VieLight

Alzheimer's, cardiovascular, and other chronic diseases; biomarkers, lifestyle, supplements, drugs, and health care.
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ru442
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VieLight

Postby ru442 » Thu Sep 20, 2018 8:16 am

My FMP sent me an email last night, I've not researched in depth but seems promising. She has one in office and has offered for us patients to try it:

https://vielight.com/
Male 4/4 56 yrs., "Live, Laugh, Love"

ayyong
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Re: VieLight

Postby ayyong » Mon Oct 15, 2018 11:16 am

It looks promising. We are using the 810 and 633, but are considering adding the Neuro gamma.

Some new trial results for the Neuro gamma:

https://vielight.com/wp-content/uploads ... -07-18.pdf

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Re: VieLight

Postby apod » Mon Oct 15, 2018 9:11 pm

I must admit, these devices look less than legit. I love the proud photo of the businessman driving his car with a lightbulb clipped inside his nose. I'd love to learn more about this stuff -- I guess it's more potent than simply going out in the sun? I've heard a bunch of podcast ads for the joovv.

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Re: VieLight

Postby swampf0etus » Tue Oct 16, 2018 4:45 am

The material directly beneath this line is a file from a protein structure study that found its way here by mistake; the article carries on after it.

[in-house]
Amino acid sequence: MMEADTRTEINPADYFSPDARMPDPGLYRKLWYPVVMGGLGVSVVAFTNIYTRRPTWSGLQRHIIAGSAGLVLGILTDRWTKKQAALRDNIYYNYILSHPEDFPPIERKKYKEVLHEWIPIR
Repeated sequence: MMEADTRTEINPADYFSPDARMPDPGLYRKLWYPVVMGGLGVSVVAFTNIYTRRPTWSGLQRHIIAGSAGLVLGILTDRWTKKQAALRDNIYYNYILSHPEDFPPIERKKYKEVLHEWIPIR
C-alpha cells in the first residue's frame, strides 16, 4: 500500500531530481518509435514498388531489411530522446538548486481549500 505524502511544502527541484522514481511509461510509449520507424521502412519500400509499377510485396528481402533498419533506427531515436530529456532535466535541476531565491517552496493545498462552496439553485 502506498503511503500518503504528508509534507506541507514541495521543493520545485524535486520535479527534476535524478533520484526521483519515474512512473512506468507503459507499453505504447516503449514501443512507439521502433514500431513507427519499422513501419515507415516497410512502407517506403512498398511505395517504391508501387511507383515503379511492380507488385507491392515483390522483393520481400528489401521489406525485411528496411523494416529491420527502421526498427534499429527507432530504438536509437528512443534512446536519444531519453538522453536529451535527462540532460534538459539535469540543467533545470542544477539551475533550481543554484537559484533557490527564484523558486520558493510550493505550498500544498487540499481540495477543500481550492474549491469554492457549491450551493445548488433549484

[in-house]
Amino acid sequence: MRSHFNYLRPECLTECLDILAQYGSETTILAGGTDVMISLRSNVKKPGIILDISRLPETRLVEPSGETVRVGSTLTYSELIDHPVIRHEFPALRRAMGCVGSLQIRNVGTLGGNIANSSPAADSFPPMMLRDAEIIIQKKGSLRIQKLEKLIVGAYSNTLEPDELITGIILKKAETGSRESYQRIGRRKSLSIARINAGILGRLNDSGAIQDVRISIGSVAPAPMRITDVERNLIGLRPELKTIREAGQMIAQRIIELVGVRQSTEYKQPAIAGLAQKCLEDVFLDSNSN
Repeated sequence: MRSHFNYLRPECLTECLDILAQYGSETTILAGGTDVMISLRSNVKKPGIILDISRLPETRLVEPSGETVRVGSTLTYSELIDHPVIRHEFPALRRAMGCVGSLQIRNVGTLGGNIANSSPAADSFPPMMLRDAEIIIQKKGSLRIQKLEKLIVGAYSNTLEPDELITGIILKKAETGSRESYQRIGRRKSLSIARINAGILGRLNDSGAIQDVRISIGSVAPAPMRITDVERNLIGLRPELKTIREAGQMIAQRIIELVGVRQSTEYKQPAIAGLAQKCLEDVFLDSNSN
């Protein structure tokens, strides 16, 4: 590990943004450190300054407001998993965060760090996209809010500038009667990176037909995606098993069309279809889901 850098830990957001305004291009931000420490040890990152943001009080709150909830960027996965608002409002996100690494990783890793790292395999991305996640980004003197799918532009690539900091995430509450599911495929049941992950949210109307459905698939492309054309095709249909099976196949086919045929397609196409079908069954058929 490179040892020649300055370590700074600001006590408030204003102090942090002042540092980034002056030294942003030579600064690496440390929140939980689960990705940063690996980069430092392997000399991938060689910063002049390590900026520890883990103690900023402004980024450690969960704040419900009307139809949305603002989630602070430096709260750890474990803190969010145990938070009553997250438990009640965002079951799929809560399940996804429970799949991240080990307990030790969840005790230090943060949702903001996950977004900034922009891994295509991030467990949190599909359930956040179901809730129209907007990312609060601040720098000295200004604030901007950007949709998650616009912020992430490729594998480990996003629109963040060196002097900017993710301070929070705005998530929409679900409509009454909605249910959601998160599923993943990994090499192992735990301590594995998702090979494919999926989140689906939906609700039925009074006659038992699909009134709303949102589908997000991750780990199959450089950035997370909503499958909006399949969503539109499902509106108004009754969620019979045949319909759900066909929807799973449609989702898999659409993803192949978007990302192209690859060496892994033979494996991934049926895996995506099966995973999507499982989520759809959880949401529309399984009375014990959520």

I recommend you steer clear of this product as it makes fake health claims. Please don't fall for it. Read about it here: http://earlightswindle.com/gloom/2018/0 ... ough-fake/

That website is devoted to preventing people from being swindled by 'ear light' health claims.

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Re: VieLight

Postby srbogert » Tue Oct 16, 2018 1:54 pm

Hello ayyong,
Welcome to the APOE-4.info site, and thanks for participating. I want to share a couple of resources that people find useful when they are new to the site. 1) The APOE4 Primer. This is an evidence based summary about APOE4 and what people can do as they begin their journey of preventing / reversing cognitive decline. 2) The How-To Guide. This gives you tops for navigating the web site, posting, searching, and so forth.

As you continue to use the site, you will notice that the community tends to be biased toward evidence based, proven solutions. When something is experimental, or controversial, we try to be very clear about identifying it as such. Our goal is to make sure that our readers are getting trustworthy information.